While the Iowa Caucuses went down to the wire, the New Hampshire Primary was a takeaway for Mitt Romney, who may very well be on his way to winning the Republican nomination. New Hampshire looked like a contest of just Romney, Paul, and Huntsman, as Gingrich, Santorum, and Perry decided to put more concentration on South Carolina. After the week of debates and old fashioned campaigning, what was expected is what happened.
Mitt Romney ended up with 39% of the vote, much of it had to do with the fact that voters believe that he is the candidate that is most electable and is most likely to defeat Barack Obama come the general election. Ron Paul took second and garnered 23% of the vote. Jon Huntsman followed in third and got 17% of the vote. Newt Gingrich and Rick Santorum both picked up 9% each, though Gingrich received more votes, but not too many more votes, and Rick Perry took last by capturing by 1% of the vote. While we knew that Romney would win by a good margin, we believed that Paul and Huntsman would have a more competitive battle for second place. The fact that six points spread the two shows that it wasn't such a competitive contest after all. Paul was able to capture a good number of young, independent voters. This shows that the older the voter, the less likely they'd be voting for Paul. Also, Paul has picked up 21% and 23% in Iowa and New Hampshire respectively this primary, while only picking up 10% and 8% respectively last time.
Jon Huntsman laid it all on the line for New Hampshire and the fact he picked up 17% of the vote, a third place finished, and a handful of delegates (but not enough to make him a force to be reckoned with) showed that he did a decent job. Despite most of us believing that this was crunch time for Huntsman, he will be staying in the race. I was almost certain, as were many other analysts, that Huntsman would be mediocre in New Hampshire and then end his bid for president. It turned out that the numbers he picked up were satisfying enough to head forth to South Carolina and eventually Florida. It will take a lot, as he polls in the single digits in both states.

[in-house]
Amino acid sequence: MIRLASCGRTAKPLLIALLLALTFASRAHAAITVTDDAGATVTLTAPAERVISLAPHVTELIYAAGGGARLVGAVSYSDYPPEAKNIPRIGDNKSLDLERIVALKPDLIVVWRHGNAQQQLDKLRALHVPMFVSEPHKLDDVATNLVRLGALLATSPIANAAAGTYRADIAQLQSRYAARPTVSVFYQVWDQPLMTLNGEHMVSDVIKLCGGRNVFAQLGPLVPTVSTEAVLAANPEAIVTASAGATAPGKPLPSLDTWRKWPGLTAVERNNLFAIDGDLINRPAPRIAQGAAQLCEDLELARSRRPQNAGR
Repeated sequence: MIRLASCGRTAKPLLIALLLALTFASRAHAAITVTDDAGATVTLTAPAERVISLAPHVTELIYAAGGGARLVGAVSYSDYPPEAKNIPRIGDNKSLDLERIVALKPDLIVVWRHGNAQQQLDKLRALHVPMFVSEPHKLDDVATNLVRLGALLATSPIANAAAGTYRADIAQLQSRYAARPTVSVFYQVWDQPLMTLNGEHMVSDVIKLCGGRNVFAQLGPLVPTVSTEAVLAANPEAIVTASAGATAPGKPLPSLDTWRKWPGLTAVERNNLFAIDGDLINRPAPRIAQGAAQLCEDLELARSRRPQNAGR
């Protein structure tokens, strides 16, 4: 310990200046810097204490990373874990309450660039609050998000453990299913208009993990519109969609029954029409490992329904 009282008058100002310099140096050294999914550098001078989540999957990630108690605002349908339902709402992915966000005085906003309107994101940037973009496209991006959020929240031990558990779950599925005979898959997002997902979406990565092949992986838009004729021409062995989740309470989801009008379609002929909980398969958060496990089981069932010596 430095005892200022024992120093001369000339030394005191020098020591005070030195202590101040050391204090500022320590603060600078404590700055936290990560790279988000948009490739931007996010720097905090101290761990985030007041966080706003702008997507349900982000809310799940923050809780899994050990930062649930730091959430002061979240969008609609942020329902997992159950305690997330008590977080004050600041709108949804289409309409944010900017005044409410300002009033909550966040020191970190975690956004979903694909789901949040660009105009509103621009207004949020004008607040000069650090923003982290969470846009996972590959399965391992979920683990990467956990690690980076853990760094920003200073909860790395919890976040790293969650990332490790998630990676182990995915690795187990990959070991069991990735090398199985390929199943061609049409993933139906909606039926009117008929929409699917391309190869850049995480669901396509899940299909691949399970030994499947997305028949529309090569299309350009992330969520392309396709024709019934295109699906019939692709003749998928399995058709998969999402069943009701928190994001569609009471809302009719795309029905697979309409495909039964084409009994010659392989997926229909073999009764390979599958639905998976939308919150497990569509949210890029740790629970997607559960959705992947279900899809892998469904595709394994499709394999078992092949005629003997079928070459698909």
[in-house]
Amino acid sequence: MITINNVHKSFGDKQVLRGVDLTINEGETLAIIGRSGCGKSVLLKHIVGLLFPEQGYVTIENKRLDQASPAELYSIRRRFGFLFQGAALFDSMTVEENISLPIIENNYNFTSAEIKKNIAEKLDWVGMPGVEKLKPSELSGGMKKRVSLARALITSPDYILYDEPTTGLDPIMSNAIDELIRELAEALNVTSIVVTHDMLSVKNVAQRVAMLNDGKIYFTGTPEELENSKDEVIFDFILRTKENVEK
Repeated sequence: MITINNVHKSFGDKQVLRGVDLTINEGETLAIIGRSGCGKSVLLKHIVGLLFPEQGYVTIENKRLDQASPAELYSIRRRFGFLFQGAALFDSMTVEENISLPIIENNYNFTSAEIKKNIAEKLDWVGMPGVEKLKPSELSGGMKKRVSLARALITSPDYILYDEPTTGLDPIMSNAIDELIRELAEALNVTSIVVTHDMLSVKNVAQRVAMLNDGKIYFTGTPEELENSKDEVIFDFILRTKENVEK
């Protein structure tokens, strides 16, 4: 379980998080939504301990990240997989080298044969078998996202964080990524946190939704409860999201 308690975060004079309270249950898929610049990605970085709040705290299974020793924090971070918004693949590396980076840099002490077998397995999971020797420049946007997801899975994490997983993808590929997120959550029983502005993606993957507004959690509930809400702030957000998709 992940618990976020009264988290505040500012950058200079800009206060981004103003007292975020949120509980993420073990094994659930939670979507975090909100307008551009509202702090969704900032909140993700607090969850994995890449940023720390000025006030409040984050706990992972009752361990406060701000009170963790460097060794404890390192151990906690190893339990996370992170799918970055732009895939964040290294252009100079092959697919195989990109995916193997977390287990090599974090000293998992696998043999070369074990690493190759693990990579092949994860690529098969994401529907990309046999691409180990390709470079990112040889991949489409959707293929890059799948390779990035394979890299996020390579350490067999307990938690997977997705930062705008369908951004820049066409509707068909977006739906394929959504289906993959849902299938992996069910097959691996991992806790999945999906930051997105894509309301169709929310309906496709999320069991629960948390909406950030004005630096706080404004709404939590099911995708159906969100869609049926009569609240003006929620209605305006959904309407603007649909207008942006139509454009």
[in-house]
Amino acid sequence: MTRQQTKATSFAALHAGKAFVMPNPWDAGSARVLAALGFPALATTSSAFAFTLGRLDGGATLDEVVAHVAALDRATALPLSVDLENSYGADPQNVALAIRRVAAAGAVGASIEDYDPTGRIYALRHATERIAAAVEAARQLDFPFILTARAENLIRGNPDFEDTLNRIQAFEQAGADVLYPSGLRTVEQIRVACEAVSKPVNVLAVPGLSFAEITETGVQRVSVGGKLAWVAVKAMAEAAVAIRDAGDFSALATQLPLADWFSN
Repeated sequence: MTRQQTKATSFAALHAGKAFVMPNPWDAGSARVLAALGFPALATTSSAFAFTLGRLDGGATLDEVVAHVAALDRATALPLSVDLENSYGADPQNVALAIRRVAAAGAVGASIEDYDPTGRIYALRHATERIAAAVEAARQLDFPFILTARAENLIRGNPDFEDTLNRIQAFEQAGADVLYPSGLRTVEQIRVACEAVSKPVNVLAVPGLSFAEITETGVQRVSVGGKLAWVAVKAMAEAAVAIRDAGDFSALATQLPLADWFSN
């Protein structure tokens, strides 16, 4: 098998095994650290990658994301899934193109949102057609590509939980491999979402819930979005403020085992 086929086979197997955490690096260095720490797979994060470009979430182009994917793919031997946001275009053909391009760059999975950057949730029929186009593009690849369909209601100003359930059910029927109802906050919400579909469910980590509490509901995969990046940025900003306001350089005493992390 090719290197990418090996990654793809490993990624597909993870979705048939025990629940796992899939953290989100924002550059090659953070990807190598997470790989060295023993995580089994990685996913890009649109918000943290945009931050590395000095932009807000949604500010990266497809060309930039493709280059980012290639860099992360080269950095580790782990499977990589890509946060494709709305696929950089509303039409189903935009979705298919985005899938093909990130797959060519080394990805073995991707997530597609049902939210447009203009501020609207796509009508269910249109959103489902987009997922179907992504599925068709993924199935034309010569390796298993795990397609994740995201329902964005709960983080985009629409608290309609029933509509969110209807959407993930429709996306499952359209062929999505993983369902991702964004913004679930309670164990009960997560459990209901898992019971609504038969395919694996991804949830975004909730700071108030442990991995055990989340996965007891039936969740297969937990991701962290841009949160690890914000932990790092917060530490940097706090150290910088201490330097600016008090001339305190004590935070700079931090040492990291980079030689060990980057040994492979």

The current polls of South Carolina show that Mitt Romney holds the lead for the majority of the time, Rick Santorum and Newt Gingrich constantly battle for second, Ron Paul follows the three of them, then Rick Perry, and finally Jon Huntsman. Paul and Perry were closer on many occasions, but Paul is garnering a bit more support and Perry's numbers are simply shrinking. I expect for Perry's numbers to be so low that he will finally end his campaign after South Carolina. Gingrich will also need a good showing or at least something decent in order to stick around. If not, I could see him ending his campaign and endorsing Santorum. I have no idea how long it will take Huntsman to end his campaign, but it may be soon when he says that enough is enough. Romney, Santorum, and Paul will likely be in the campaign for the long run, staying until Romney picks up the delegates he needs in order to clinch the nomination.
No non-incumbent Republican candidate has ever won Iowa AND New Hampshire. Mitt Romney changed the notion and may very well be on his way to running a flawless campaign. We do have many more states to go and a Super Tuesday that may be the decider for this campaign to the presidency. I'll submit a post having to cover how things are looking after all is said and done in South Carolina.